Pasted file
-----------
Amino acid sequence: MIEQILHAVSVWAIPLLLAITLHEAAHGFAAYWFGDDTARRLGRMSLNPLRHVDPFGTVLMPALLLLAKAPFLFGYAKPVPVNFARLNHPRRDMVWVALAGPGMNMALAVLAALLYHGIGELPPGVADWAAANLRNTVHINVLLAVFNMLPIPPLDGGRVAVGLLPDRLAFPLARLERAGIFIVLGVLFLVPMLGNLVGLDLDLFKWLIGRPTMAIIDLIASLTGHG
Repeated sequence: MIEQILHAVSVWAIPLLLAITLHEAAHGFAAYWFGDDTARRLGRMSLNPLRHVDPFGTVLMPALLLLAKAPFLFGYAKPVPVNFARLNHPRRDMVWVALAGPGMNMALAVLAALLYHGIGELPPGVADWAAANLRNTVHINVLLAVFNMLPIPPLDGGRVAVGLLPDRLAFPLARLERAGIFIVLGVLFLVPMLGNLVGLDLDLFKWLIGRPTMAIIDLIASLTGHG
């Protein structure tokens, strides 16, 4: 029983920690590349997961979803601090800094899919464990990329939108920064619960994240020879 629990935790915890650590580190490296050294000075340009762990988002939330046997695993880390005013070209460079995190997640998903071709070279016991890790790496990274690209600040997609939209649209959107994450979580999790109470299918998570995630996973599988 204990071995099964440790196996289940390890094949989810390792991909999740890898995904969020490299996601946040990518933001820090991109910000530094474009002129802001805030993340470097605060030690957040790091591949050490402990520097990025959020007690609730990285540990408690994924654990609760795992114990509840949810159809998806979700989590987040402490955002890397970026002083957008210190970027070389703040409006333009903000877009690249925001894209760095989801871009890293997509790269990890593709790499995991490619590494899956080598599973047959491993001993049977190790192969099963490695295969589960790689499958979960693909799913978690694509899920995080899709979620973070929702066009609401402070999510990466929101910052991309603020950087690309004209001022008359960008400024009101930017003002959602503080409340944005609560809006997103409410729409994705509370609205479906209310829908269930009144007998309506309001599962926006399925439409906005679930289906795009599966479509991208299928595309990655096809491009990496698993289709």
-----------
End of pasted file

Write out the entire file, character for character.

Amino acid sequence: MIEQILHAVSVWAIPLLLAITLHEAAHGFAAYWFGDDTARRLGRMSLNPLRHVDPFGTVLMPALLLLAKAPFLFGYAKPVPVNFARLNHPRRDMVWVALAGPGMNMALAVLAALLYHGIGELPPGVADWAAANLRNTVHINVLLAVFNMLPIPPLDGGRVAVGLLPDRLAFPLARLERAGIFIVLGVLFLVPMLGNLVGLDLDLFKWLIGRPTMAIIDLIASLTGHG
Repeated sequence: MIEQILHAVSVWAIPLLLAITLHEAAHGFAAYWFGDDTARRLGRMSLNPLRHVDPFGTVLMPALLLLAKAPFLFGYAKPVPVNFARLNHPRRDMVWVALAGPGMNMALAVLAALLYHGIGELPPGVADWAAANLRNTVHINVLLAVFNMLPIPPLDGGRVAVGLLPDRLAFPLARLERAGIFIVLGVLFLVPMLGNLVGLDLDLFKWLIGRPTMAIIDLIASLTGHG
């Protein structure tokens, strides 16, 4: 029983920690590349997961979803601090800094899919464990990329939108920064619960994240020879 629990935790915890650590580190490296050294000075340009762990988002939330046997695993880390005013070209460079995190997640998903071709070279016991890790790496990274690209600040997609939209649209959107994450979580999790109470299918998570995630996973599988 204990071995099964440790196996289940390890094949989810390792991909999740890898995904969020490299996601946040990518933001820090991109910000530094474009002129802001805030993340470097605060030690957040790091591949050490402990520097990025959020007690609730990285540990408690994924654990609760795992114990509840949810159809998806979700989590987040402490955002890397970026002083957008210190970027070389703040409006333009903000877009690249925001894209760095989801871009890293997509790269990890593709790499995991490619590494899956080598599973047959491993001993049977190790192969099963490695295969589960790689499958979960693909799913978690694509899920995080899709979620973070929702066009609401402070999510990466929101910052991309603020950087690309004209001022008359960008400024009101930017003002959602503080409340944005609560809006997103409410729409994705509370609205479906209310829908269930009144007998309506309001599962926006399925439409906005679930289906795009599966479509991208299928595309990655096809491009990496698993289709």